The Kindest Revolution?

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A review of Ghost Estate by William Wall, Published by Salmon Poetry 2011

‘…& are we supposed to sympathise

when the gentry find themselves

in the same boat

or plane

as everyone else?’

From ‘Job in Heathrow’

William Wall is a novelist, poet and blogger. I better ‘fess up straight away that ever since I read William’s Booker Prize long- listed novel This is the Country’ I have been a fan of his work.

This collection of poems has landed right on time for our Ireland of 2011 and not just in the obviously contemporary title poem ‘Ghost Estate’.  The poems range from the very personal to the overtly and unapologetically political. The collection as a whole works as an astute and artful commentary on who we are in the recessionary times we find ourselves in.  Right from the foreboding image of a steel padlock on the cover I was drawn into a startlingly diverse and image packed collection that wears its left wing politics on its sleeve.  More than politics though, this is poetry doing exactly what I believe poetry is for – challenging us to try on new ways of seeing familiar things.

Ghost Estate does not read like an Irish poet’s book, the settings for its poems range from Cork to Italy and beyond and in many cases features of the natural world from all of these places are combined in the same poems. It also trips the reader lightly through the nearer geographies of family, health and frailty with a wry and self effacing humour such as in the plaintive ‘ I am not well at all’ refrain that William uses in the  long poem ‘Behind a hospital in somewhere in Italy’.

It is in poems such as the darkly funny ‘We Imagine the Police’ that Wall’s craft is apparent. This is a poem, which in less sure hands could be an off- putting zealot’s rant against consumerism. However, Wall puts himself centre stage. He drags us in by using ‘we’ repeatedly so the poem never descends into preaching, and it is through this use of his ‘writerly’ trick of pairing humility and humour that the reader remains receptive to the final lines which are a reflection on absurdity and our shared mortality;

‘ & a fold up tent

for when we fold our tent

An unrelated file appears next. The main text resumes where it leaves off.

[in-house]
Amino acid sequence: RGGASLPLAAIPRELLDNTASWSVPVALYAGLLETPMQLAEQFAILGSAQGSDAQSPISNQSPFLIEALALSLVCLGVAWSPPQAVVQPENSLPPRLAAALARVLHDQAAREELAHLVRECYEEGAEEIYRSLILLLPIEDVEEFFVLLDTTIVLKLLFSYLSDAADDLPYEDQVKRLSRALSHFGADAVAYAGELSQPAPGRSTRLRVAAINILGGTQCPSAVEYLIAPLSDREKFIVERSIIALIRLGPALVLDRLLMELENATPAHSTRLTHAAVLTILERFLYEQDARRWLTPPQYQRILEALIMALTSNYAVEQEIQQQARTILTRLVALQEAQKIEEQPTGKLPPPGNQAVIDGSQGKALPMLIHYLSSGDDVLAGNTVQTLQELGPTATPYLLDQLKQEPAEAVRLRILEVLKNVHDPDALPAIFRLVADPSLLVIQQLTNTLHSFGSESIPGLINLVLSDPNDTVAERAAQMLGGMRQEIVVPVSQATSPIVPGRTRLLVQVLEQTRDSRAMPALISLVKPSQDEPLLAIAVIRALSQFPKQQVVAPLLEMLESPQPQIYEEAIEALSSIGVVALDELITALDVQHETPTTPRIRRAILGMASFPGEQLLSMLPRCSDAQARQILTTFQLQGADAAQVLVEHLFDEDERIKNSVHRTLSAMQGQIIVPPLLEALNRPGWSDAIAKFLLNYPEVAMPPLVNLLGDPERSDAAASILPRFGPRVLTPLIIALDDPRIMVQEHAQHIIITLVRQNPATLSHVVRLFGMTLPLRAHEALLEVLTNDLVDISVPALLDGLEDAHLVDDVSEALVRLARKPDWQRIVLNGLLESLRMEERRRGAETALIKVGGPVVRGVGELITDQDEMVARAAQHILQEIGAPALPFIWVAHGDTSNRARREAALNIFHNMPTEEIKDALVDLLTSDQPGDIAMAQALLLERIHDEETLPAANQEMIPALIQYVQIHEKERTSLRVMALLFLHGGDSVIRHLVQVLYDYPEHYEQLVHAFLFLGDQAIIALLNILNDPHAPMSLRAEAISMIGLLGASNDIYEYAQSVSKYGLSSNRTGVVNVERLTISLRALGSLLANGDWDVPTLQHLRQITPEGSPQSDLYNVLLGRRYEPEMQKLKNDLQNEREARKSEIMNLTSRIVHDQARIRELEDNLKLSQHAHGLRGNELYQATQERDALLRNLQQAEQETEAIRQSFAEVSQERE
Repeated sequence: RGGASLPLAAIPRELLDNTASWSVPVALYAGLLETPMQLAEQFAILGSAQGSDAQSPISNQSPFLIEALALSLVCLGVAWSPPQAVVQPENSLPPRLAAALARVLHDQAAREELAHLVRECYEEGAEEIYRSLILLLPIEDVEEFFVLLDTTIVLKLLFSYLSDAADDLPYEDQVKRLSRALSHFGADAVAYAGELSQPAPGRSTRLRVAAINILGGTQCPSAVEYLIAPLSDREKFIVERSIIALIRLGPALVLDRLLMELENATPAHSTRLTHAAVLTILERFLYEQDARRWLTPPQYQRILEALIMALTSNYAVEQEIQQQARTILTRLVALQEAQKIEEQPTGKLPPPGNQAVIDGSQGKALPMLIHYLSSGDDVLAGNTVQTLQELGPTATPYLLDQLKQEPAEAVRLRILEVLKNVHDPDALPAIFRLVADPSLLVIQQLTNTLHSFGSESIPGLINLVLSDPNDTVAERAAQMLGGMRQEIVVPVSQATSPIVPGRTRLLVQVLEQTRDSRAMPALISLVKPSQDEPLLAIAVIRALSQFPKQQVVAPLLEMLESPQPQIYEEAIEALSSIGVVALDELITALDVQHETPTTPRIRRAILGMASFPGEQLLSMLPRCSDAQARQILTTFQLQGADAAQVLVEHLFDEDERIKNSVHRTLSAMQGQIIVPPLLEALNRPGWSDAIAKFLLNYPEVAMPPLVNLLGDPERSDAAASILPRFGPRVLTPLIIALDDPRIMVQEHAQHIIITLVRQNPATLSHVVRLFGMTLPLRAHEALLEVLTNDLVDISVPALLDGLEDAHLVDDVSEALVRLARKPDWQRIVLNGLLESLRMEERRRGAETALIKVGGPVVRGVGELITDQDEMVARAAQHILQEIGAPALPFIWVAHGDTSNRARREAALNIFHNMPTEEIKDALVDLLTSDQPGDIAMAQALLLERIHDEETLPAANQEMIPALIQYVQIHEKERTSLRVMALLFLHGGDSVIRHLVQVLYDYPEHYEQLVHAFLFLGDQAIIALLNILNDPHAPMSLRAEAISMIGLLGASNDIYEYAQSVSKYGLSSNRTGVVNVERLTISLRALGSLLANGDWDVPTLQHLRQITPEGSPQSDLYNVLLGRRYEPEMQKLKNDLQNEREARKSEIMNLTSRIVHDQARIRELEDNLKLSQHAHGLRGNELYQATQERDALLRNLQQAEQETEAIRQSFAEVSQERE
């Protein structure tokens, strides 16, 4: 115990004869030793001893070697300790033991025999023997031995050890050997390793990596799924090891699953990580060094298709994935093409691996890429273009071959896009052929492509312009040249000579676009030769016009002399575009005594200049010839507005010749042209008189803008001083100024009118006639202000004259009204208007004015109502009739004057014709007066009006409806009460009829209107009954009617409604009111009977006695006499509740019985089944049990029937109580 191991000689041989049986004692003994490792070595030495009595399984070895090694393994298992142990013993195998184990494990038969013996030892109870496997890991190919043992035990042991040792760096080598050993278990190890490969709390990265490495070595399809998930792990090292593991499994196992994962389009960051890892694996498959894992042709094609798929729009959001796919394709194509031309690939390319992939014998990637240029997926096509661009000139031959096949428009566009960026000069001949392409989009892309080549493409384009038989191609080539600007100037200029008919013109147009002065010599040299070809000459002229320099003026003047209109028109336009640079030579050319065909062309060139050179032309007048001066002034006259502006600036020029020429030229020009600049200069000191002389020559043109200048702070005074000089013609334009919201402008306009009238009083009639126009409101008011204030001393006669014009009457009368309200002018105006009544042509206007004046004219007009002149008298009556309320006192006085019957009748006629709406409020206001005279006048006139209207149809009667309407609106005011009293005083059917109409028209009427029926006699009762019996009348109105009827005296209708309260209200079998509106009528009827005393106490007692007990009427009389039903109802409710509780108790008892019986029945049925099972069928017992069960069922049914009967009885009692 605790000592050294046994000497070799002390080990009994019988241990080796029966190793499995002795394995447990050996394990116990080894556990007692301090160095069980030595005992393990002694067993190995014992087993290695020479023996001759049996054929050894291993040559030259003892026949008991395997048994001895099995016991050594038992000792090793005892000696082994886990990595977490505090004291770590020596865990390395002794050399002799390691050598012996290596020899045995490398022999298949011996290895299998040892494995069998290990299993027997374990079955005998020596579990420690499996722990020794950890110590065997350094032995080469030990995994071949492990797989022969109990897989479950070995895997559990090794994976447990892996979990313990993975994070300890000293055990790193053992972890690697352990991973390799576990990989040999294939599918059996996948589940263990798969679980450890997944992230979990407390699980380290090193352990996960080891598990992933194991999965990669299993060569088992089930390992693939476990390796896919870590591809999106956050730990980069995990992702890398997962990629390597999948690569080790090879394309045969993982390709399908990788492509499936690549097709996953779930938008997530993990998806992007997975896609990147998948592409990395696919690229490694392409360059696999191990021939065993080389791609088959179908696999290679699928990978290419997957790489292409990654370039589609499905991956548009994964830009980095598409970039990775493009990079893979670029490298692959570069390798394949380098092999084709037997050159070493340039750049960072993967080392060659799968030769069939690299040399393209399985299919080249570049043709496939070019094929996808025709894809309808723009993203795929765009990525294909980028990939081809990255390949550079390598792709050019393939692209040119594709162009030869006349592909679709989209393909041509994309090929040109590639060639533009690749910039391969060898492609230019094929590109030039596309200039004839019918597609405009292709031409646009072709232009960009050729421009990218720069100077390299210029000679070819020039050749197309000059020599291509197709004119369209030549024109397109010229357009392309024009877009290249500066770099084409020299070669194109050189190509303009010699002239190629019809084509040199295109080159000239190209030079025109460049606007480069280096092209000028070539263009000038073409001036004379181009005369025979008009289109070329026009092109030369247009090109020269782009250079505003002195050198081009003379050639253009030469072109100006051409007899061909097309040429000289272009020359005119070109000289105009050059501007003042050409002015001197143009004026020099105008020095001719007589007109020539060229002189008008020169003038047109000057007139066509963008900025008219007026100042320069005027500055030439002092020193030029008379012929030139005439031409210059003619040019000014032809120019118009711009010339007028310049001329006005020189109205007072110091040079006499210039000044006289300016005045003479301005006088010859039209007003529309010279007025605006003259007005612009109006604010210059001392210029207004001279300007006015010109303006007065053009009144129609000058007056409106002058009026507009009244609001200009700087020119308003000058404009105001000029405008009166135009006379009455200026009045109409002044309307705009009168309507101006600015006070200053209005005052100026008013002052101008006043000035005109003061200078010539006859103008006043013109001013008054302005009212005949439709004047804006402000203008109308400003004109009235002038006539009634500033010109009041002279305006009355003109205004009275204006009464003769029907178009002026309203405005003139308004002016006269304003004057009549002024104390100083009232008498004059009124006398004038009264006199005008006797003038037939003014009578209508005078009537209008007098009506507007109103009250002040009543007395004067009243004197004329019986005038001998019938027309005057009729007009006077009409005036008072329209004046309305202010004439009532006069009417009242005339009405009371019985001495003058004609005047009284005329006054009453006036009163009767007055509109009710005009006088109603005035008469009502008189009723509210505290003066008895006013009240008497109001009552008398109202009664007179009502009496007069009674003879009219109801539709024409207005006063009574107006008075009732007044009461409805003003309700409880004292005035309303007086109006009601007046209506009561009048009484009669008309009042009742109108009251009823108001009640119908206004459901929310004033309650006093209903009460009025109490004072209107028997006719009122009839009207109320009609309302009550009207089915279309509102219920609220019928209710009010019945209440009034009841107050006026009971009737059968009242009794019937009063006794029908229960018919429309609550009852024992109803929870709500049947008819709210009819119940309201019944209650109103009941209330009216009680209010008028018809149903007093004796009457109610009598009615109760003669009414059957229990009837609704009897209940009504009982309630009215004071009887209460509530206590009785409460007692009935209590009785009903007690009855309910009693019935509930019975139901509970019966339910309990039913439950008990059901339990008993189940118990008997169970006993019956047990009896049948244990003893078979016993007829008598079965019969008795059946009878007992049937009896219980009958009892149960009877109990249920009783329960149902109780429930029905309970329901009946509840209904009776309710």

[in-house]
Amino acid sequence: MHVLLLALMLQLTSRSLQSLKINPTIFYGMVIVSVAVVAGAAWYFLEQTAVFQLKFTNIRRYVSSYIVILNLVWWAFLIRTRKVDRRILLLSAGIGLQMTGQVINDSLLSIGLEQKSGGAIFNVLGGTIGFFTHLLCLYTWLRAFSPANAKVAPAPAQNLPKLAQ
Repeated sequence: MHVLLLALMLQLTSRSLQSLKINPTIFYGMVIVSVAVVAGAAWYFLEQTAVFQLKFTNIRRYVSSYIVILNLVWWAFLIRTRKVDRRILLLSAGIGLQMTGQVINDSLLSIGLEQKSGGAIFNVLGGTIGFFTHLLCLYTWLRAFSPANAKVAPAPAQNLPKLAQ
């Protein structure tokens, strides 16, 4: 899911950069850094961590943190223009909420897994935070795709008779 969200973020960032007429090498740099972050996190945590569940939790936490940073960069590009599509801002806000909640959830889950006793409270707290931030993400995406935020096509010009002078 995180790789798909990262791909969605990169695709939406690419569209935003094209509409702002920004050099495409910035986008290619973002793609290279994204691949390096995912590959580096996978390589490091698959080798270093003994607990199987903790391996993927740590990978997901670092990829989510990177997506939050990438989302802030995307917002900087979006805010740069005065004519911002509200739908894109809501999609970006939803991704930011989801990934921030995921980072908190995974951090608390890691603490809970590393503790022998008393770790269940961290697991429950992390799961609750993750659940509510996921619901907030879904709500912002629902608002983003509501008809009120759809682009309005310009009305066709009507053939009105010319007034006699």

& a wallet full of promises

that there will still be shopping

no matter how dark the times.’

It might not be a coincidence given its leftist slant, that the book reads as the work of an internationalist albeit with a definite Cork turn of phrase. The poems in Ghost Estate, read together, make up a compendium of what we have worth saving. Whether the writer likes it or not even at their bleakest these are hopeful, curious, life- affirming poems.  Though it’s impossible just now NOT to read this book as contemporary and engaged wholly in the world as it is, I also have a feeling that these are poems that will last and last.

In case I have put you off by calling this an overtly political work – don’t read Ghost Estate expecting to discover any tired formulaic dogma – this is poetry from a man who is clearly in love with words and at the risk of sounding overly romantic it is the work of a writer full of love for our flawed world.   Wall’s poems are deceptive; though often short or written in sequence with short sparsely worded stanzas , there are many poems here that reveal layer after layer of meaning on each successive reading.  Stylistically the poet uses clear language and practically no punctuation. I may be nit picking to point it out in a book of such obvious craft, but I wasn’t mad about the frequent use of ampersands and found them somewhat distracting. It may seem an odd comment to make in a review of a book that is often caustic, sardonic and doesn’t pull even one punch that it could conceivably throw, but this is a collection thats lingering motif is one of kindness.

‘’I never consider

the meaning of love

knowing is less important

than being

& feeling…”

From the sequence Urchin

The masterful poem ‘In Forli I dreamed’ reproduced  below shows how William, expertly and in very few words, can conspire to combine an unflinching look at unpalatable truths with humour and humanity – Wall specialises in this – if this unpredictable writer has a trope or a tendency it is a fierce facing up to the truth of things.  If ever there was a poem for the zeitgeist this is it;

In Forli I Dreamed

for Adele D’Arcangelo

that they made my bed

of all the things that Europe did

blood & the dead

stony futures

torture loss

I dreamed

I woke in pain

& all my friends were there

I said this is the bed that Europe made

the worst bed in the world

why me

& someone said

everyone sleeps here once

count yourself lucky

that it came to you

on a night such as this

the moon on the campanile

the cloisters & the wine

while we were here in Forli

& I slept again

& dreamed some other dream

now gone

& woke in the early morning

cold.

Ghost Estate is a long collection (reportedly these poems were written over seven years). It’s a big book in every sense of the word- it’s not possible to do it justice here in anyway other than to entreat you to read it slowly and often, and to assure you that it will repay your effort in spades.  As our small Island nation weathers an economic, political and identity crisis the very few works like this one that pay lip-service to no one should be required reading.

‘’..who listens to eulogies

though they may be well done

& occasionally necessary”

From ‘In Memory of David Marcus’

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